Crazy Hugo Project ’11: The Hundred Thousand Kingdoms


Another Hugo year, another 5ish books and a cat.

This is one of the two Hugo nominated books I had read ahead of time but not for the same reason. Way long ago I was puttering about and decided to pick up a book because I wanted to read something new and different. Having seen The Hundred Thousand Kingdoms on Scalzi’s Big Idea I decided to pick it up. Sometime’s I’m all spontaneous like that. Also, I’ve had a really good track record of picking out fabulously awesome books which show up over at the Big Idea. In fact, a lot of Big Idea books have had a good track record of being pretty fabulous. 4 or 5 of them have been Hugo nominees that I can think of off the top of my head.

ANYWAY! So I picked this up and plopped it in my ever growing pile of “books I have picked up to read which I haven’t because I don’t read as fast as I buy books that I think I’ll really like to read”. It’s a rather big pile and I should to go through it logically and in order but realistically, Illuminati will probably always be on the bottom as I pick up the more immediate shiny! books to read. The Hundred Thousand Kingdoms was one of the shiny! picks.

100K Kingdoms (my shorthand) the story follows Yeine, the granddaughter of the current high ruler of the world (that being the 100,000 kingdoms). She has been summoned from her back water land to participate in the ascension festivities as the current high muckity muck is very old and on his way out. The problem is that our heroine’s mother disowned herself from the capital city and society, and the cousins who are also in line for the throne have been raised in the city and know their way around the politicking. One of them is also a devious backstabber bent on winning at all costs so there is that to contend with.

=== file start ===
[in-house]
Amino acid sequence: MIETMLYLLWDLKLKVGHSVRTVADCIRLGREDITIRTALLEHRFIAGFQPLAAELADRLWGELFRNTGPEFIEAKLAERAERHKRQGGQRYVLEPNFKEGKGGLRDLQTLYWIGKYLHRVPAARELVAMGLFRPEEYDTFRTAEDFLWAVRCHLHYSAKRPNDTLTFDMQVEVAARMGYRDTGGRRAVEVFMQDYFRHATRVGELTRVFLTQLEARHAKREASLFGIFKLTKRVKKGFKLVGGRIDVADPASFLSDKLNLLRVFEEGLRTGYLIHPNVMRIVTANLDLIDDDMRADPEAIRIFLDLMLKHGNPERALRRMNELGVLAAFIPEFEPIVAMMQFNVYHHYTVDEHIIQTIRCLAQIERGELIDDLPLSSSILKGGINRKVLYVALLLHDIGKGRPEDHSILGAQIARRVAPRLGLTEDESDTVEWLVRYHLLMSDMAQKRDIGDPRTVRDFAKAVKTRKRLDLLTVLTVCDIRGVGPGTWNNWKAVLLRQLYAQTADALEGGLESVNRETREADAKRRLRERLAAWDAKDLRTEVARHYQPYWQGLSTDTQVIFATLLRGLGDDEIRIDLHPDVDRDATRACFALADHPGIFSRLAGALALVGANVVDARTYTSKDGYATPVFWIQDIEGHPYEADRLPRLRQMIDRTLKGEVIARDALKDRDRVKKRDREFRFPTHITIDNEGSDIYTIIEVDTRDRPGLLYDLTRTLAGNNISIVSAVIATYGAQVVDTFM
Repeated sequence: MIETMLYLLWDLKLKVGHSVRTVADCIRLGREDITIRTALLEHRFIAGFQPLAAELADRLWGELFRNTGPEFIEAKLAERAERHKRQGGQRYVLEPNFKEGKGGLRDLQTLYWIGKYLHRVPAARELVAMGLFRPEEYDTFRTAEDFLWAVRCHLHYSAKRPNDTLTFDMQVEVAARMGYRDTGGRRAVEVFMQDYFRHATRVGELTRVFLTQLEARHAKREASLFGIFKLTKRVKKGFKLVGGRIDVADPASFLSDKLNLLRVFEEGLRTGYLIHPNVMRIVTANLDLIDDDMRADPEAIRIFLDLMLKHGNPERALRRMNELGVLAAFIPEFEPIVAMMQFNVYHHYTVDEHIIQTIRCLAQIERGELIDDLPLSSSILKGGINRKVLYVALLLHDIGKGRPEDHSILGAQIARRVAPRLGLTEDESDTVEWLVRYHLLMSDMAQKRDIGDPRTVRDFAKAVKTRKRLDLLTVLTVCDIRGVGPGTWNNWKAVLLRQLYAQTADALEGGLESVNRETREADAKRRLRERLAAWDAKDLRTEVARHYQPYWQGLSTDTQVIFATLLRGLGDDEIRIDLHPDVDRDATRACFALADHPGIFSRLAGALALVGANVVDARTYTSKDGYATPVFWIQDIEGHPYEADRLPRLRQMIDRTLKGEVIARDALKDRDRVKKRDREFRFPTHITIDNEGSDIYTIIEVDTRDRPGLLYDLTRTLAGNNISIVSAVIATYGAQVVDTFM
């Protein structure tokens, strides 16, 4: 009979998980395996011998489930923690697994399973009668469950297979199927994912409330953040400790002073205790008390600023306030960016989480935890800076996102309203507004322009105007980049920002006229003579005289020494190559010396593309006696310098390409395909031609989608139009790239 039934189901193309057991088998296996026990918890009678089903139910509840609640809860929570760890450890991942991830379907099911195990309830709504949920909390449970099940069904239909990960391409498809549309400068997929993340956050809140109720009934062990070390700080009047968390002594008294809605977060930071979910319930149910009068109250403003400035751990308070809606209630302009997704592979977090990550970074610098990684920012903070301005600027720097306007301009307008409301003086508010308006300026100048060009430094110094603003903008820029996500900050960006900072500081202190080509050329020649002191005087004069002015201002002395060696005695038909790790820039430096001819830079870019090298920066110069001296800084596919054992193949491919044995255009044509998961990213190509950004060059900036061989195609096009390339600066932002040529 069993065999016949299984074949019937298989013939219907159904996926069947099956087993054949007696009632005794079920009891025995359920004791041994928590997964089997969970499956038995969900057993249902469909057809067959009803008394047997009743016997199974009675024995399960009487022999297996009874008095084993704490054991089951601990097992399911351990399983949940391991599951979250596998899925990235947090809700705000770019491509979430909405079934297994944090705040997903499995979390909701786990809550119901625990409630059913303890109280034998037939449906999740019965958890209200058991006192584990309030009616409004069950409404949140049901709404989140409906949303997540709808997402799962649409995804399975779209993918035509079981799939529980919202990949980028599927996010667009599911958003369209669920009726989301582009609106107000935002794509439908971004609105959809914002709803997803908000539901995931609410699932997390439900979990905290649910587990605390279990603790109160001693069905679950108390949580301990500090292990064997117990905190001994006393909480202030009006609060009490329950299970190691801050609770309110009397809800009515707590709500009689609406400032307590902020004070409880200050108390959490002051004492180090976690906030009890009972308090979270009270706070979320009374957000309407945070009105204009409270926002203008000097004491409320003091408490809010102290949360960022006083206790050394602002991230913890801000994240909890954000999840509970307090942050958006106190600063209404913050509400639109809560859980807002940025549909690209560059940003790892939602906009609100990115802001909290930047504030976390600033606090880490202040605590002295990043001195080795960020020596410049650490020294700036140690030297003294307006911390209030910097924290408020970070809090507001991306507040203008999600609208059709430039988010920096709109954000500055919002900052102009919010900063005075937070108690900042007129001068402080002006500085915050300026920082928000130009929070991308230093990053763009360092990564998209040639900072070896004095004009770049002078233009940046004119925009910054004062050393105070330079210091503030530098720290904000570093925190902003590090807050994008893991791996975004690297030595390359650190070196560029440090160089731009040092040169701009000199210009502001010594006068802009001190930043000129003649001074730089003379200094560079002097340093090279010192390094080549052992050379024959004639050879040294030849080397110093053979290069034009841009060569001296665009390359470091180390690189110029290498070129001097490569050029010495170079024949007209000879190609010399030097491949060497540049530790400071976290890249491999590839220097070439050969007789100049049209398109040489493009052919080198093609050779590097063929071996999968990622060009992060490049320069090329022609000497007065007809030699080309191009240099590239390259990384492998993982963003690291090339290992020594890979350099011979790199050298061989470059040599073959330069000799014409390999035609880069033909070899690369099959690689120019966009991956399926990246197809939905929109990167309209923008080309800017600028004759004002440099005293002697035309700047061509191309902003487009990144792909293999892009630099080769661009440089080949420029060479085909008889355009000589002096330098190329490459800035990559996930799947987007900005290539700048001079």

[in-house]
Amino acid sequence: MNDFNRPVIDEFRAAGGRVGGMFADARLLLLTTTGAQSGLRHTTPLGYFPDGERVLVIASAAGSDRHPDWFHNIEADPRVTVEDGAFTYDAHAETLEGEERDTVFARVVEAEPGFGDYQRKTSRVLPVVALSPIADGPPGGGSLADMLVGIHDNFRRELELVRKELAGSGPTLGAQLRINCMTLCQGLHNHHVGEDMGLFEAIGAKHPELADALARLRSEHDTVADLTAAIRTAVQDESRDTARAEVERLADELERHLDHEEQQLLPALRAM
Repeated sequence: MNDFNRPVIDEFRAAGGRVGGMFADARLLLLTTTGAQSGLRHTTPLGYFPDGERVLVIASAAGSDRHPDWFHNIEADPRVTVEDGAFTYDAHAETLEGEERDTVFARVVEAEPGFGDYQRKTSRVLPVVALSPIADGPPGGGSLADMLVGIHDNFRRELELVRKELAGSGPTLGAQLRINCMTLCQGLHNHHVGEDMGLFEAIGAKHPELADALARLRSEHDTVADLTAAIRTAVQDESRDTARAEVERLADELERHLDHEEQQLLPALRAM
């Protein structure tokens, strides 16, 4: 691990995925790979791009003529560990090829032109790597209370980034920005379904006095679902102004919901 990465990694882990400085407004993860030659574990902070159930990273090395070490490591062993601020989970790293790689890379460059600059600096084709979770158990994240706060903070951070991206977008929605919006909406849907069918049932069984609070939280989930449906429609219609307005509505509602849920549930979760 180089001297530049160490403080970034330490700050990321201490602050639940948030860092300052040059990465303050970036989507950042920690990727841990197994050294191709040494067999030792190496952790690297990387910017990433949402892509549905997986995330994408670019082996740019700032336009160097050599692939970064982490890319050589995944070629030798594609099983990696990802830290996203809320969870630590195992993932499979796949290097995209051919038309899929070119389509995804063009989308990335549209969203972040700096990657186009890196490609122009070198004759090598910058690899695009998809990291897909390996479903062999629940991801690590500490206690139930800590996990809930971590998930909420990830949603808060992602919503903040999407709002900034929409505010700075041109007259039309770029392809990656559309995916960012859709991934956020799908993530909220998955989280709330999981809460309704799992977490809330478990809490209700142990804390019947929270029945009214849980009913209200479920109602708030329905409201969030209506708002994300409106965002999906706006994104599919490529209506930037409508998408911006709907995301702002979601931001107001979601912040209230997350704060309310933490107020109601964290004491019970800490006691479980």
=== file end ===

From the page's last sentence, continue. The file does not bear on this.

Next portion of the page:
Yeine gets some help from the trapped gods who take a liking to her and starts poking into her history. Why did her mom leave? Who knew what? Who killed her mother? These questions lead to even bigger questions concerning the gods and how they came to be the playthings of the ruling class.

I was reminded of Scalzi’s The God Engines in that 100K Kingdoms dealt with religion, enslaving of gods, and the slow reveal of the truth of things. It’s amazing how history is rewritten by victorious people (in this case the dominant religion after the ‘Gods War’). This book is not as creepy as God Engines but both have an important lesson: Don’t fuck with vanquished gods. It never ends well.

I have to say that I loved the slow reveal about the Gods War. I also read this book in one day so I am pleased to have read back to back page turners. I do wish that I hadn’t stayed up until 5 am Sunday morning but since I couldn’t sleep anyway I rationalized that I ought to do something. And I had a book. I would highly recommend this book to all my peeps.

Since this is the first Novel read, I’ll give it the top spot by default. It was also a really good story so the other novels are going to have to work hard to deseat 100K Kingdoms.

Still to read: Blackout/All Clear by Connie Willis, Cryoburn by Lois McMaster Bujold, The Dervish House by Ian McDonald, Feed by Mira Grant.

BEST NOVEL:
1. The Hundred Thousand Kingdoms
2.
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5.


2010: Pooh Bear is also the size of a toddler. Pooh Bear scares me.

2009: BOOKS!

2008: Black and white with no posting for you.

2007: I wants to read them.

2006: JSFR: Crepe Chocolate

2005: and a whole stack of empty manila folders in all sorts of pretty colors (away with th-wait! Pretty! Shiny! OK, keep them but get rid of any and all of my boring banged up manila folders. Yes! Away with the boring!)

2004: I also found another beetley bug on the night stand and on top of some receipts (on the night stand) so I came to the conclusion that I did NOT snot out an African Brain Eating Bug the other day, but in fact snotted ON the poor bugger. Ew.

2003: Last time I tried that my critter came out looking like a pissed off beaver. It was supposed to be a goldfish.

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